When I first tried the organic indigo vat, I didn’t have too much success; the blues I got were very pale and faded to grey overnight. However, the above cloth is the cloth I’d put at the bottom of the vat to protect the yarn from the sludge, so I knew that I’d been close.
This time when I tried again I did not use henna but fructose. The ratios are very simple for the fructose vat and I think I had been a bit too ambitious starting with the henna vat. I used, like last time, organic indigo from Botanical Colors, which is also where I got the vat tutorial. The indigo powder is so very, very, dark blue, a color unlike any other color. This time I tried hydrating the indigo rather than just mixing it. Maiwa suggests hydrating the indigo by using marbles in a small container and shaking it vigorously. I don’t have any marbles so I used small smooth stones I picked up from the neighborhood.
This time I did not check the PH but carefully monitored the temperature of the water I used, making sure it was around 120 to 140 degrees Fahrenheit. I also used a smaller container to make the starter solution, a mason jar. This made me able to see the color changing. This time the surface of the vat looked very promising– you can see the coppery scum on the surface and the “flower” (bubble cluster).
When the liquid in the jar had turned a clear amber color (I thought I had taken a photo of this but I can’t find it), I dipped a test bit of yarn into the vat and was pleased to see that it oxidized into blue that wasn’t gray like last time.
I then made a larger vat, carefully tipping the solution into the pot and again, watching the temperature, heated it to around 140 degrees Fahrenheit, then turned the temperature off and let it sit a bit more. Again I put a piece of cotton cloth at the bottom of the vat to protect the yarn from the sediment.
I let all the yarn I dipped in the vat oxidize in a vinegar-water solution, like suggested. I’m really happy with the results. This vat needs a lot more indigo to make a dark blue, but as I was just aiming for a blue, any blue, I’m not disappointed. The blue is a very clear, sky blue color, and, I think, prettier than the blues I got from the one that used thiourea dioxide and soda ash.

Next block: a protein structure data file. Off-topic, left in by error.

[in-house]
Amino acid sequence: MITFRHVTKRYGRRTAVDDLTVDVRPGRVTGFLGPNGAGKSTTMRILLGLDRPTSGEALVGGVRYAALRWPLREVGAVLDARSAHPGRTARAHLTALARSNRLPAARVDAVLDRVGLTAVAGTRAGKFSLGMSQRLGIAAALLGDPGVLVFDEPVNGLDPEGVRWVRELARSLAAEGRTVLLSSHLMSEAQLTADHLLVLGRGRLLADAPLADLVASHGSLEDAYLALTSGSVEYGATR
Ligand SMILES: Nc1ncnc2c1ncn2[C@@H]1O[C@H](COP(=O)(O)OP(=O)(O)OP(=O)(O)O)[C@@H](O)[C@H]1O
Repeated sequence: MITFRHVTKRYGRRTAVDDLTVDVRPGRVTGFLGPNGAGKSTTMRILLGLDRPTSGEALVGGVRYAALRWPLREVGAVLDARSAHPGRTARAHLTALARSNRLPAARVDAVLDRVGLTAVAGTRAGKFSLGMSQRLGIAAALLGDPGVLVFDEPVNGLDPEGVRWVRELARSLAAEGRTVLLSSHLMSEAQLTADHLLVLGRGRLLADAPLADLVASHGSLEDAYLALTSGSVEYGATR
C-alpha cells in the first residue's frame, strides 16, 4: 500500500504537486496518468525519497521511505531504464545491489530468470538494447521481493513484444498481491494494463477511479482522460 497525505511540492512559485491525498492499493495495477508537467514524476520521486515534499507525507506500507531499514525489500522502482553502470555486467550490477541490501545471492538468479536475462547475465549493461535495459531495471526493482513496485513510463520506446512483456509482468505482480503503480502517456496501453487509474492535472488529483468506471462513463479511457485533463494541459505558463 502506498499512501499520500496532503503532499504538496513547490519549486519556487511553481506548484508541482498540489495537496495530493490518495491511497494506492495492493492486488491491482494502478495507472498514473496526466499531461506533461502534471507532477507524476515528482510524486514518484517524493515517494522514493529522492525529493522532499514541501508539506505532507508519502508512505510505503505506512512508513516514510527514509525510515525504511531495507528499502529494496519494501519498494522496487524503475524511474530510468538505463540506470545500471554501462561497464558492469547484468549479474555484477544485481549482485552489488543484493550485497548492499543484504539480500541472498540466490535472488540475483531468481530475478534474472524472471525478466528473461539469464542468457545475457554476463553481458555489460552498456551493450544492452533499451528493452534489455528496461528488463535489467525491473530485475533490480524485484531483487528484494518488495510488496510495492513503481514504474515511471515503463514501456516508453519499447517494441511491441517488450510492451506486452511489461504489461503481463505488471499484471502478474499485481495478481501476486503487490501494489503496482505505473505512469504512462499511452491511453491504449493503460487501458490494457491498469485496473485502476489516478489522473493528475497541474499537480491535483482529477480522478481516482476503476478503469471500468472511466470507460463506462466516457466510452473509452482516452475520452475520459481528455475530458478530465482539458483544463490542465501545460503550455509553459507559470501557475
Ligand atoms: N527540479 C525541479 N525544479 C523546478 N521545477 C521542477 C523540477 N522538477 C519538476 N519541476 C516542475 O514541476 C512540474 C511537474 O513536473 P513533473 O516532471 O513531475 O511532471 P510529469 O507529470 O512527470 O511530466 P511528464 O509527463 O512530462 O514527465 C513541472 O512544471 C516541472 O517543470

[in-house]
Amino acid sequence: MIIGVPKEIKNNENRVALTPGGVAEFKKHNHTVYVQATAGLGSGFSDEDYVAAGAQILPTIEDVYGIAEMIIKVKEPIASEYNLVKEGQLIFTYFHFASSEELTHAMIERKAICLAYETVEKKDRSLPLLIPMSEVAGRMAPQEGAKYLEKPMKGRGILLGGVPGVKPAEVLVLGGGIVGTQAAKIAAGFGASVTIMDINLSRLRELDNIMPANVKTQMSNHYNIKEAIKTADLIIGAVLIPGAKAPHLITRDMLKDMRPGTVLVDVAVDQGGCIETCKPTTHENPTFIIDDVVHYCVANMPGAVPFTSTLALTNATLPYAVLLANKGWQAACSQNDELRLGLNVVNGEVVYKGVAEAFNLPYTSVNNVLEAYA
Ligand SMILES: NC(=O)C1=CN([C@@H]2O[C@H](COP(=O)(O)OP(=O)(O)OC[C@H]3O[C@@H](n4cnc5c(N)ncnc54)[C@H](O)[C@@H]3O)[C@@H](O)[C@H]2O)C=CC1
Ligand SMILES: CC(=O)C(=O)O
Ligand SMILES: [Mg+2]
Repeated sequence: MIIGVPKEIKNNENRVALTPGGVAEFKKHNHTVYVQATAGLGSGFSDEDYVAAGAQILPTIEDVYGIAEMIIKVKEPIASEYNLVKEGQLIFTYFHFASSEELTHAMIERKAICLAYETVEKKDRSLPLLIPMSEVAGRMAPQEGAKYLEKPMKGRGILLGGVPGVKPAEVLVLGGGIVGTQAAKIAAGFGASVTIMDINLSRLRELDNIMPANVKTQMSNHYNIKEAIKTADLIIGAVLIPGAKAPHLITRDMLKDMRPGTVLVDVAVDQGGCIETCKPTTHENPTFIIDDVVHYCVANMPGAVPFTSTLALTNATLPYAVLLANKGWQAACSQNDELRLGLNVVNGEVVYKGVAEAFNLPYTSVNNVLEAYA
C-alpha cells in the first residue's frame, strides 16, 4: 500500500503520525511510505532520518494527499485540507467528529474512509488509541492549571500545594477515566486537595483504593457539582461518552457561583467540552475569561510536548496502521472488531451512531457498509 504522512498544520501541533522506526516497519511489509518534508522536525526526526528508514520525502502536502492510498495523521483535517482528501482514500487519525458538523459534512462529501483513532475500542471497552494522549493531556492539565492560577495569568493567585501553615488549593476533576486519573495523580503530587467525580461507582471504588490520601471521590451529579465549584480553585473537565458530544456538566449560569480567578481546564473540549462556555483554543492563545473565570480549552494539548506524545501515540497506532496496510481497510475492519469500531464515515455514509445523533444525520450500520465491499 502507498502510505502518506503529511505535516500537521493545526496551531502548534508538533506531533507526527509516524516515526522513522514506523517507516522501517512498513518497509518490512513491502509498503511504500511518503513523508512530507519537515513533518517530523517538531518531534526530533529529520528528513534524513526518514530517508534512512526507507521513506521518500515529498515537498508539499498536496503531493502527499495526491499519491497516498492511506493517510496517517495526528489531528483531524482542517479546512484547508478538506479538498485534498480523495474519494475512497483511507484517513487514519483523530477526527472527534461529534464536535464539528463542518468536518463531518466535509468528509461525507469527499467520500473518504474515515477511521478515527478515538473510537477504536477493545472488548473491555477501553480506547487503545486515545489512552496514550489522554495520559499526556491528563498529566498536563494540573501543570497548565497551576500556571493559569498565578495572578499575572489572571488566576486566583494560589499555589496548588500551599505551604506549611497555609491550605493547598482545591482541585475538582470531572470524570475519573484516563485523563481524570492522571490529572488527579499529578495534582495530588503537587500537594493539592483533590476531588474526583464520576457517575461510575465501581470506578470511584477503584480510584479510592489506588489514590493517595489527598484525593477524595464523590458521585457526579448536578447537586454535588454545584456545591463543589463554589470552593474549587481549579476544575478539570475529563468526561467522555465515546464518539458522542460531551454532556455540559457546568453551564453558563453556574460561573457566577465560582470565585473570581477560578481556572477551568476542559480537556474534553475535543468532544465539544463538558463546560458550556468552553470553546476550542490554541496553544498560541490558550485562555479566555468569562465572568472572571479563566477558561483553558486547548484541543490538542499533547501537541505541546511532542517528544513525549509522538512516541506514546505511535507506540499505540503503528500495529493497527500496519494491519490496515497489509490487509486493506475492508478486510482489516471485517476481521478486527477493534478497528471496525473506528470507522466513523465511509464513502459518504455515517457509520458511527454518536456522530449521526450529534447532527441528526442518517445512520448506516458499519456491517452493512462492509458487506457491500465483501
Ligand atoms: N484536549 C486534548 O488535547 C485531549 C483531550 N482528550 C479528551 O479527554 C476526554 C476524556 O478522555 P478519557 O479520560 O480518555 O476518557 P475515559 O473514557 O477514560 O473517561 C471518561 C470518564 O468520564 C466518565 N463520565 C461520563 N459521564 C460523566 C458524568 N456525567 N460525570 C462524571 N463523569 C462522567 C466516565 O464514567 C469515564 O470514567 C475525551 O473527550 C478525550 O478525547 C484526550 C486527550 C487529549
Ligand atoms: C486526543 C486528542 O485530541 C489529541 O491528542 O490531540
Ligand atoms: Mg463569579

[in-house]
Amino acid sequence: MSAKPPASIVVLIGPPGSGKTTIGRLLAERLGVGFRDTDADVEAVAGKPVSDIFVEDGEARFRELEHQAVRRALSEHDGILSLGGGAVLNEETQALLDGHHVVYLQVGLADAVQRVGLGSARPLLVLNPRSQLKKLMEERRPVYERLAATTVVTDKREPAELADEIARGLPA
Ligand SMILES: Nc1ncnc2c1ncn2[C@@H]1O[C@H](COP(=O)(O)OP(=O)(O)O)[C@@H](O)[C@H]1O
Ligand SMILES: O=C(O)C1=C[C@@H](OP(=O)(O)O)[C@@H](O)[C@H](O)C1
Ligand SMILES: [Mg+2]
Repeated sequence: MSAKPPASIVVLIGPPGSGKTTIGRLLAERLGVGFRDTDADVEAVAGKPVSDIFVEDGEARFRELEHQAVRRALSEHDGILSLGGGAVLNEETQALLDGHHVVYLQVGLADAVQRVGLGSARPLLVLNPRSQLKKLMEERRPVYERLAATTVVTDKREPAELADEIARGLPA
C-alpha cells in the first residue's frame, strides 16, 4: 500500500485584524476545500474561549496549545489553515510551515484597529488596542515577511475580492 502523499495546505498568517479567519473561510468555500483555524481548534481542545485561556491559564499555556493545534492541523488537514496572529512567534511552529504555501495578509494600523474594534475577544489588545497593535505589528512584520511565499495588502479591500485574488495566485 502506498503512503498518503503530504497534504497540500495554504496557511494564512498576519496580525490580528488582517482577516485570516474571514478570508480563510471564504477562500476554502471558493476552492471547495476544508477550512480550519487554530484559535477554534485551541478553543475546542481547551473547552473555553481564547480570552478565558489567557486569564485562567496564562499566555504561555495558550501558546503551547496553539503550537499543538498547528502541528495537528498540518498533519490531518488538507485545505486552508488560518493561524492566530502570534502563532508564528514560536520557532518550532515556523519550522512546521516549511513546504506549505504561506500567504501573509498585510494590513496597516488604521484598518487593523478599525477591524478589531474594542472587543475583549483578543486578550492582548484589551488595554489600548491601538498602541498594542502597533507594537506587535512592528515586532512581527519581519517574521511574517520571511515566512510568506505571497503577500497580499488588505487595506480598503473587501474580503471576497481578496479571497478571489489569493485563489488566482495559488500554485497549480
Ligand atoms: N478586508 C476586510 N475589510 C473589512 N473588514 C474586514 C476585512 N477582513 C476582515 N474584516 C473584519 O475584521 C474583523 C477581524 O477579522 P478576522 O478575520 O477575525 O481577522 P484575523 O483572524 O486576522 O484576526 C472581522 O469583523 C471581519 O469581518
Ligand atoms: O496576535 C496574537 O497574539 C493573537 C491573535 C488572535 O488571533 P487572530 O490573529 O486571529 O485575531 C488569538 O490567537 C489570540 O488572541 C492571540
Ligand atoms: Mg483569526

This is on the lovely cormo-rambouillet base, which, sadly, I can get no more of, and I’ve dyed up all I had left. (I am slowly adding it to the shop) I’d like to find something similar, so if anybody has any suggestions there, it would be much appreciated! The biggest issue with these lovely small farm yarns is finding ones that are priced low enough so that I don’t have to charge a fortune. This is difficult because getting these yarns made isn’t cheap for the farmers, so naturally they have to price them so that they can make a profit, or at least break even. I am not at the point to be able to afford to get yarns made myself, or even to buy in large quantities, making the search even more difficult. (One day, when we eventually move out of one of the most expensive places in the country to live….) So again, if anybody has any advice or ideas or connections, do let me know!
I rinsed and dried the cloth I put down at the bottom of the vat:
I think I will try to do this with every vat and when I have enough sew them together to make something.
I will try the henna vat again, because it intrigues me and seems to produce slightly greener blues; I will also increase the amount of indigo; this vat exhausted quickly.
If anyone wants to try the fructose vat, I encourage them; it is beautifully simple. A reader commented on how much less people are inclined to share of their natural dye processes these days compared to the dyers that published so much of their explorations in the older dye books. Having been a dyer for my living these past seven years, I understand that secretive inclination; with so much competition these days it is rather inevitable.
However, I will not be that way with my natural dyeing. There does not seem to be nearly enough information on the web currently about natural dyers’ experiments and explorations, their processes and successes and failures, or at least it seems like it to me. I am so very much in the beginning experimentation and exploration phase, and maybe it will benefit other beginners. I am not very organized or scientific, so you won’t be seeing any precise recipes from me, but I think it is good to share what I learn anyways and maybe others will feel the same.